The debacle was compounded by the sheer size of the World. Having brought nearly 30,000 kids together, about two-thirds of them drenched, the facility offered no place to go. Not too many shows at the World sell out: when one does traffic is a problem (that's another story), but once you get inside the venue manages to work for the three hours or so that it has to. The Lollapalooza festival, by contrast, asked a capacity crowd to occupy themselves for three times as long. The festival did offer its diversions, but they weren't enough: everywhere you went there were hordes of people, crowding around flower boxes, standing in lines for bathrooms, food, or drink, aimlessly pushing this way and that. The options of the 17,000 or so unlucky lawn dwellers involved (a) sitting in mud or (b) huddling like wet rats on the crowded midway and waiting patiently to dry out.

I'd seen Lollapalooza outside Saint Louis a week or two earlier. There the promoters didn't have to contend with rain, and the event was less crowded and less harried all the way around. It was almost idyllic, if idyllic is a word you can use to describe a scene that included a churning mosh pit 1,000 strong. To my unprofessional eye, the venue--Riverport Amphitheatre, where Axl Rose sparked a riot last year--seemed to have more open space than the World. That, combined with its 20,000 capacity--about 50 percent less than the World's--made for a calmer and more peaceful day. You didn't have to wait in line 30 minutes or longer for food; stretches of grass let fans maintain a few feet of personal space for a few minutes; and merely walking around to see the sights didn't feel like pushing your way into a vast, extremely crowded elevator.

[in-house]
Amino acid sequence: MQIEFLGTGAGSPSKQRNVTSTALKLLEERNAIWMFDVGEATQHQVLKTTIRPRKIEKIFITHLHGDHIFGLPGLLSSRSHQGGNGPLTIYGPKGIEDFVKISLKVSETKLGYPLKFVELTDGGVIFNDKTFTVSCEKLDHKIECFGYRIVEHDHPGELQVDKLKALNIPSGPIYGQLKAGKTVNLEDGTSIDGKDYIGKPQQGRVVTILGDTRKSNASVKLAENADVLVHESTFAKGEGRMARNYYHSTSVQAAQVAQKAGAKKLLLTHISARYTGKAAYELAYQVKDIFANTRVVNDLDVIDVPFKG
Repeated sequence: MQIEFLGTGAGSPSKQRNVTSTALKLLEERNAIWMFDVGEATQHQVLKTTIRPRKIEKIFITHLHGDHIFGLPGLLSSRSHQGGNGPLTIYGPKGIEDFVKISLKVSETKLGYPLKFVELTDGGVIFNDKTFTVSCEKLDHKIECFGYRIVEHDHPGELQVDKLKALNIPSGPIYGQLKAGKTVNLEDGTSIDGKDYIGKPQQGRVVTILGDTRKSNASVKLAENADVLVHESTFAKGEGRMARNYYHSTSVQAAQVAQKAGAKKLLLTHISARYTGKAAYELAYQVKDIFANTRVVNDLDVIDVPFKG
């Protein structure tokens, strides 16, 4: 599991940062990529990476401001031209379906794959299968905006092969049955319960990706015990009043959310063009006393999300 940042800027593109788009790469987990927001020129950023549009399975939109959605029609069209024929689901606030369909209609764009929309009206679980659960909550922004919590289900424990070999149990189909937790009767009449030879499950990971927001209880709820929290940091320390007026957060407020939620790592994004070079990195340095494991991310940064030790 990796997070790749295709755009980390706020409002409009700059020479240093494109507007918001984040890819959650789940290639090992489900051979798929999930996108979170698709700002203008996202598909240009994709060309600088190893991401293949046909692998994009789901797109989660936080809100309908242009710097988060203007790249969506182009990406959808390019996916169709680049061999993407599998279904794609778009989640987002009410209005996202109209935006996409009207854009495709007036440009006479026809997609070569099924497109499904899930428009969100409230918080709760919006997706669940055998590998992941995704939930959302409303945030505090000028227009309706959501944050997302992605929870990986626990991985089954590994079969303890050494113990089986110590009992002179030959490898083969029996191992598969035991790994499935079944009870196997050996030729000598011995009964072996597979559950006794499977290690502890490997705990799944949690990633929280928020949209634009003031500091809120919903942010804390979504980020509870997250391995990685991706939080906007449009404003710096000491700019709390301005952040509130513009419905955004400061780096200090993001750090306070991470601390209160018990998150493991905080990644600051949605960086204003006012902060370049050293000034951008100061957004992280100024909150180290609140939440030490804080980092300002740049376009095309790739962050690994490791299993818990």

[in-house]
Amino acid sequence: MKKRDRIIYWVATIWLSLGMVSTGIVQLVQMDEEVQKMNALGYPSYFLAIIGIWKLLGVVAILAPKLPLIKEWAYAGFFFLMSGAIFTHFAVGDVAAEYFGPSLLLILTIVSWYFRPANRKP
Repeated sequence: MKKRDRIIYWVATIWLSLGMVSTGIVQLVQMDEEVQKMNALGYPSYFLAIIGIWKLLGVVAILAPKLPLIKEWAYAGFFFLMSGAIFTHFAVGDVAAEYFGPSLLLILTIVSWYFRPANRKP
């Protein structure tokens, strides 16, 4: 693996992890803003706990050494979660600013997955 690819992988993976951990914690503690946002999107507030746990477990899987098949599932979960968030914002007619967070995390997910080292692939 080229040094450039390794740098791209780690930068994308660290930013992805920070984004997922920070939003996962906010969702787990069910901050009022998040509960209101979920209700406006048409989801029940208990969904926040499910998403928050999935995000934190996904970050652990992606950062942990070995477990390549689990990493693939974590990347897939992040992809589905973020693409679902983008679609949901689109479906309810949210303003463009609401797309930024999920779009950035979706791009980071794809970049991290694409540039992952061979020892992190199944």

If any more daylong festivals are in the works, the World should fence off some additional milling area and maybe even stock it with picnic tables so people have a place to sit. The venue's not inhospitable: when access to the lawn became a mud slide, a team of crowd-control folk laid down fencing to provide footholds and patiently and cheerfully helped fans climb up and down the hill. But I've said it before: kids who are treated like sheep will end up acting like animals. I wasn't surprised that as the day wore on, first paper plates and cups, and finally chunks of turf, were pitched into the air by the cranky masses on the lawn.